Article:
Factoid: I'm anti-caplitalist and it has made it very hard for me to appreciate the accumulation of cash.
    No Problem: spending money on food. When I moved out and first started buying my own meals, I made a deal with myself that I could spend as much as I wanted at the grocery store because at least I wasn't eating out.
    Would Never: spend money getting things fixed when I can fix it myself.

  2. a. I lived in "volunteer poverty" as a hippie in the 60's and learned that I could survive on very little cash. I even had fun because I was in a culture of other people doing the same but that was a particular time and place and I was young. I do value the comfort, in my old age, that money affords....for sure. I see lots of older very poor people on the streets of Victoria and wish it could be otherwise for doesn't look fun. My parents were savers is the only reason I have any money at all now, because I didn't plan ahead for myself. So I am very grateful to them. For lots of things, but for that too. But living on a very thin shoestring for a few years made me realize that if I suddenly lost everything I'd probably survive somehow, so it took away that fear.

    b. I don't have trouble spending money on my daughter.

    c. I can't be sure there's anything I'd "never" spend money on....absolutes sort of don't exist; or as soon as I think they do I'm confronted with the exception to the rule. Maybe a Harper campaign contribution....that would pretty much be a never.

  3. i would never spend money on makeup!!! or high heels. or booze (unless it was for someone else). pedicures :p

    i remember when mom and dad would give us $1 per month in allowance when we were pre-teens, and one time we got caught using it to buy candy from the vending machines at chinese school and they flipped out on us.

    food is something i will never skimp on, especially healthy organic local foods that i love (expensive almond buttter!). and travel.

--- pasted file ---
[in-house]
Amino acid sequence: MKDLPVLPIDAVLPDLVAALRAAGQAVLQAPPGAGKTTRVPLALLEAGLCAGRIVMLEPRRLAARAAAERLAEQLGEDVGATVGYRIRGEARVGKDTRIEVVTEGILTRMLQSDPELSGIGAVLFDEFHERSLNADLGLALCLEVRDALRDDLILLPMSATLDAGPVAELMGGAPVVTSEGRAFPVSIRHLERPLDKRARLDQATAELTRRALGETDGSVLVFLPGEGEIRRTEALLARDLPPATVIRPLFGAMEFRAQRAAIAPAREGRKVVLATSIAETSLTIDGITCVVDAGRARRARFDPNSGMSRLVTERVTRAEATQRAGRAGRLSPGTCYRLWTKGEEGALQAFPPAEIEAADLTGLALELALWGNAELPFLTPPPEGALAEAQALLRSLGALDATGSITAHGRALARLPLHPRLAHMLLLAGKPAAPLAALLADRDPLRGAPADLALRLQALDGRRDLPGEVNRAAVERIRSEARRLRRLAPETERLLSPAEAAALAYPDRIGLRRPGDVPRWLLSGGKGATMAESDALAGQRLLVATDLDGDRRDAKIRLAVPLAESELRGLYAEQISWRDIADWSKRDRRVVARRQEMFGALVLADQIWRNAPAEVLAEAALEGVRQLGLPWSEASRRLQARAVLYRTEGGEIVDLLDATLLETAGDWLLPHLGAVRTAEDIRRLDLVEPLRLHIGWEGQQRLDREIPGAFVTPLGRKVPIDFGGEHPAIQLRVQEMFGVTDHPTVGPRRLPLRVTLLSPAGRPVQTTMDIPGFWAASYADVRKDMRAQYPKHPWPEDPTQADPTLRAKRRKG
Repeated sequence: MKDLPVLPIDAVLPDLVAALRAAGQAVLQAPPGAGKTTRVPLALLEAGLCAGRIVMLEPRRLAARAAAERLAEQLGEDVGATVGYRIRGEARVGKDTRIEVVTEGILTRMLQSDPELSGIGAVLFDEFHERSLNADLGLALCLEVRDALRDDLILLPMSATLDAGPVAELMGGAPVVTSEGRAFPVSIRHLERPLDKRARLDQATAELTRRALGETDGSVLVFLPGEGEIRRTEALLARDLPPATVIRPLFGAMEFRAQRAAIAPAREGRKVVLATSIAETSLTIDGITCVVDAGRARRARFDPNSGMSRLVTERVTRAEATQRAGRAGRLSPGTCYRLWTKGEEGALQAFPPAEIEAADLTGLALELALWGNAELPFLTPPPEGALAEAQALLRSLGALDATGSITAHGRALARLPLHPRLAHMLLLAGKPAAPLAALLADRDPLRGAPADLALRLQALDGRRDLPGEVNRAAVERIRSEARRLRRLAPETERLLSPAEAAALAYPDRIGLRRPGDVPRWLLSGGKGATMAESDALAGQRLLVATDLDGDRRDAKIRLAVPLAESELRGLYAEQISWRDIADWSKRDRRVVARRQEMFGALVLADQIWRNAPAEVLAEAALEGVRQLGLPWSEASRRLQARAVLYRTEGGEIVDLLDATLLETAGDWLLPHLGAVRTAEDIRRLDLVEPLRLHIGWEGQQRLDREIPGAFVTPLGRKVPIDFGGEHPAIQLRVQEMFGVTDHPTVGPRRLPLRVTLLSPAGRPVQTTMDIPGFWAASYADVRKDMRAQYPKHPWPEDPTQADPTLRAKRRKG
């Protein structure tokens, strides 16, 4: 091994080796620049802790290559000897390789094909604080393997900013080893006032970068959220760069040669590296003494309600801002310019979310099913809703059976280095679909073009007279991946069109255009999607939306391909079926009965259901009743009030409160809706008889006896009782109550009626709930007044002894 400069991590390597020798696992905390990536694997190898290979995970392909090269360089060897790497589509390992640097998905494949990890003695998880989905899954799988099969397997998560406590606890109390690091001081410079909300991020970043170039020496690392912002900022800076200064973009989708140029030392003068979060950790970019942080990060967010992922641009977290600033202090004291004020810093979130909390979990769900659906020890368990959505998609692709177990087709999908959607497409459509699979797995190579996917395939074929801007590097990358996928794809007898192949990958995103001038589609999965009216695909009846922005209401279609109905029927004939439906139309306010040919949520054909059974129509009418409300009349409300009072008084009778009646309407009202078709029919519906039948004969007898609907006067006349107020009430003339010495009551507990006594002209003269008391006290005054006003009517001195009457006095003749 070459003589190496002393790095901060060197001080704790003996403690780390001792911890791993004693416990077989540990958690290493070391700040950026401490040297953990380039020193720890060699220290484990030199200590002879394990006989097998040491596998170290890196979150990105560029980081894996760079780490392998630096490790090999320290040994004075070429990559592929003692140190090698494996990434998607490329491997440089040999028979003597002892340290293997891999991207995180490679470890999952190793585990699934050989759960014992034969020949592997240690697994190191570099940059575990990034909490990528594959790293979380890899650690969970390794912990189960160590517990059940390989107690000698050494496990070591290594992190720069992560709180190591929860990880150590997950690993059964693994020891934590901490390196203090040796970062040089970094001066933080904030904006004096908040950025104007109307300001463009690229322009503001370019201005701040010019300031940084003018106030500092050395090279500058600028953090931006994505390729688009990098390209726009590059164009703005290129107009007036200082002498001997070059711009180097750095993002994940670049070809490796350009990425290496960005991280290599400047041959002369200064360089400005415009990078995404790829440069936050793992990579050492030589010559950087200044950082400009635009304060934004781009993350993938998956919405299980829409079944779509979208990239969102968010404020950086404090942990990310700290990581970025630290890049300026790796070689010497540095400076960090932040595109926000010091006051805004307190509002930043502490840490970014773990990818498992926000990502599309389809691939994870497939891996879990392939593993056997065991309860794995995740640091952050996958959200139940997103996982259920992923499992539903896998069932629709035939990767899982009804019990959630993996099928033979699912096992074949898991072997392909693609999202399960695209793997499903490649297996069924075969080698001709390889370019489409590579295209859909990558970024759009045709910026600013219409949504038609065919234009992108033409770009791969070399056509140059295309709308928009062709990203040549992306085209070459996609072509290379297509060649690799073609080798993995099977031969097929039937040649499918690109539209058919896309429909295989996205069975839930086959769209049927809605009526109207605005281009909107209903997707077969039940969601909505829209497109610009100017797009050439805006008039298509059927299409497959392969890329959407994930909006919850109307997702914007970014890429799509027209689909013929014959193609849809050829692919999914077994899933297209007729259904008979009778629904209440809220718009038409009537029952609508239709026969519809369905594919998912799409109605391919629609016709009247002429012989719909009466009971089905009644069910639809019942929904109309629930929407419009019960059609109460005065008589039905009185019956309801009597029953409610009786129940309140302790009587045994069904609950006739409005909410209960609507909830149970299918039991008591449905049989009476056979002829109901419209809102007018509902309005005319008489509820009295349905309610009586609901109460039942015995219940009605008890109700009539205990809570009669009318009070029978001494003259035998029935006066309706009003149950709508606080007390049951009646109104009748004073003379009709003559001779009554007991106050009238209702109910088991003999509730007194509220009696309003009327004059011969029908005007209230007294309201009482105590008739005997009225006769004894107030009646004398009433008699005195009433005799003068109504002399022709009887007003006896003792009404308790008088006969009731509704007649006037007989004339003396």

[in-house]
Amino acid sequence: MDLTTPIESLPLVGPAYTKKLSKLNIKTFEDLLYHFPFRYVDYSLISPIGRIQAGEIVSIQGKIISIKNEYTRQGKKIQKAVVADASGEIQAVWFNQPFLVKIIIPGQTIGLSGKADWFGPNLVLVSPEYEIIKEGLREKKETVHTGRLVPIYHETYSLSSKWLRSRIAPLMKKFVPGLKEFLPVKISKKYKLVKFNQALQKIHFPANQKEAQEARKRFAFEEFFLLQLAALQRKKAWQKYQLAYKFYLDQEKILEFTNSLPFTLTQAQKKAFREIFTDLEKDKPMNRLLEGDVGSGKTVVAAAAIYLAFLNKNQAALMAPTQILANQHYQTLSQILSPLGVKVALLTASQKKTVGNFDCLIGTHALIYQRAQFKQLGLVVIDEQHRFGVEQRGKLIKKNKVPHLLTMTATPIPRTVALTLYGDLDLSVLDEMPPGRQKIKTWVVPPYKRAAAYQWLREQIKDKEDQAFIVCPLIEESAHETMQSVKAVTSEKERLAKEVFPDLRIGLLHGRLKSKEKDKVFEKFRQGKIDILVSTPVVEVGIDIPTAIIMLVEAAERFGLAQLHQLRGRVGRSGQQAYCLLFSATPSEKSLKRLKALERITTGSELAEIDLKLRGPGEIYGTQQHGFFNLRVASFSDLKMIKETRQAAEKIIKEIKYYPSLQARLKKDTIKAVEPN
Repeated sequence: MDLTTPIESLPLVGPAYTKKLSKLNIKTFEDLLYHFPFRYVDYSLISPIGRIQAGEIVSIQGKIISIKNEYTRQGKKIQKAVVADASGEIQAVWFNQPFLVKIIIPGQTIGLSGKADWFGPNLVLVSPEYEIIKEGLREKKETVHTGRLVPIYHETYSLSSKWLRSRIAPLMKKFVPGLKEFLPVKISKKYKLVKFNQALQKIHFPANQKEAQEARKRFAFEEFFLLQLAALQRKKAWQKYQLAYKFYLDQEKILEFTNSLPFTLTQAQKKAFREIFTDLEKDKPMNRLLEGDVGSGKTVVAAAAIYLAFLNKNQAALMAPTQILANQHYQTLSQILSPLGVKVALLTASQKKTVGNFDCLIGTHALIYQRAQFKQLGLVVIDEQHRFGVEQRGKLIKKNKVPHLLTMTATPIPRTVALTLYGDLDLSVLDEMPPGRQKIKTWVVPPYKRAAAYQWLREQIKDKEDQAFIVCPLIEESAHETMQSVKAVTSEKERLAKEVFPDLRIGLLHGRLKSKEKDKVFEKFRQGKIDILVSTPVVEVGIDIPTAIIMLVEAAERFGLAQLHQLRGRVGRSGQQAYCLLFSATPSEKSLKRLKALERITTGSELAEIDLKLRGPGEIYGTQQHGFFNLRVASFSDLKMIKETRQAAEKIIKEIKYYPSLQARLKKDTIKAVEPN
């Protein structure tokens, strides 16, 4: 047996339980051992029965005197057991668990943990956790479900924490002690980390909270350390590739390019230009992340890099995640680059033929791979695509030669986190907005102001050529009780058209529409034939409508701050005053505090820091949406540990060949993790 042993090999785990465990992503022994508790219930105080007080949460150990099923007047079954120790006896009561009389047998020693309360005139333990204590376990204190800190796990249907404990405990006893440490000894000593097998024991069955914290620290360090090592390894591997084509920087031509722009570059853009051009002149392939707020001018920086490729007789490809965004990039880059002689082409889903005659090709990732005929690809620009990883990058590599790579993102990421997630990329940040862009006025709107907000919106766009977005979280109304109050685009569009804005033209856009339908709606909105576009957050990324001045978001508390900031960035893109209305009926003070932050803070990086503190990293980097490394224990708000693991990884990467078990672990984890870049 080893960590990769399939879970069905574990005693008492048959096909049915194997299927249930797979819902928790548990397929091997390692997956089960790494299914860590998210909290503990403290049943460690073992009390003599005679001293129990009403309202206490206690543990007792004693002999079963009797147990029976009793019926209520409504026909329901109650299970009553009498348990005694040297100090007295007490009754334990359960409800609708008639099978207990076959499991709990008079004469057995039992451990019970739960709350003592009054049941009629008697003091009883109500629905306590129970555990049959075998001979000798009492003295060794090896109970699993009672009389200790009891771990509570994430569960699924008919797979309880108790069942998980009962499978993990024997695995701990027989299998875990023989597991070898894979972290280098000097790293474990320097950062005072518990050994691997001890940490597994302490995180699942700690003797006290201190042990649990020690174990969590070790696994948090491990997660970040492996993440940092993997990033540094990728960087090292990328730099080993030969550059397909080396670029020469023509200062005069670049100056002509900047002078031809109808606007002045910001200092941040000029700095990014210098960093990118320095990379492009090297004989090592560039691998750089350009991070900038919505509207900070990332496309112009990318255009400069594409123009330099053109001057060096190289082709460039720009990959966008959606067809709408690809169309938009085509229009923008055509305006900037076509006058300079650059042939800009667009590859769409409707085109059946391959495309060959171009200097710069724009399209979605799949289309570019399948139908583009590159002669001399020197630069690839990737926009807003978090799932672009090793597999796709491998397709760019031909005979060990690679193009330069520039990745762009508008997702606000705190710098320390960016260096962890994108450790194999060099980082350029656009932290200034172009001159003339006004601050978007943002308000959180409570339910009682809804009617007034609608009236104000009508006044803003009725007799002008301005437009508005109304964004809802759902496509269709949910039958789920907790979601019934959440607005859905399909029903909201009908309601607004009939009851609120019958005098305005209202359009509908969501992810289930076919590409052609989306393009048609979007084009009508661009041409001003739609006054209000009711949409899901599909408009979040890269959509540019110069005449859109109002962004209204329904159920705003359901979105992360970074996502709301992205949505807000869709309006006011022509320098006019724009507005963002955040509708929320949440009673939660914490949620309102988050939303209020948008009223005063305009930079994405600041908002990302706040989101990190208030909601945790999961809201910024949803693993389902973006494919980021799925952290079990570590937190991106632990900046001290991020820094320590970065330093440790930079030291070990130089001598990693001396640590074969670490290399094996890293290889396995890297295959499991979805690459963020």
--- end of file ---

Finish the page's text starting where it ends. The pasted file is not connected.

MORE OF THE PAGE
as a confession i feel bad about not making very much income as an adult and being able to give my parents money...yet. but i know they support me in what i'm doing.

    this post will be interesting when you guys pop some little BJ's out and see if your priorities/luxury allowances change....

  4. well this winter. i spent about $200 on chocolates at gifts for people and ate half of it, my cousin bought me a bunch of chocolate. anyway, i broke out in the worst cystic acne ever and spent over $600 on skincare to heal my face as quick as possible. As im getting older I'm paying more attention to a better skincare routine, AFTER the horrible chocolate face zit beard debacle. And i will pay more for good skin care products.

    i did put a big chunk of money into a personal trainer but now that i am around, or like 10 lbs from my goal weight, i have eased up. But I did have a roommate/ex-bf when I put down a big chunk of money every month towards it, so that helped...

    Travel and food and arts and fine leather shoes I will pay. I won't pay for a nice purse, my mom always gets me purses from hk, ive never coveted fine designer bags. Actually im a really horrible saver and i'm only really starting to think about how much i spend now, within the last 2 years. I really do fling my money around, my mom is really good at saving points and getting cards and getting travel points, so she's teaching me how to do that lol.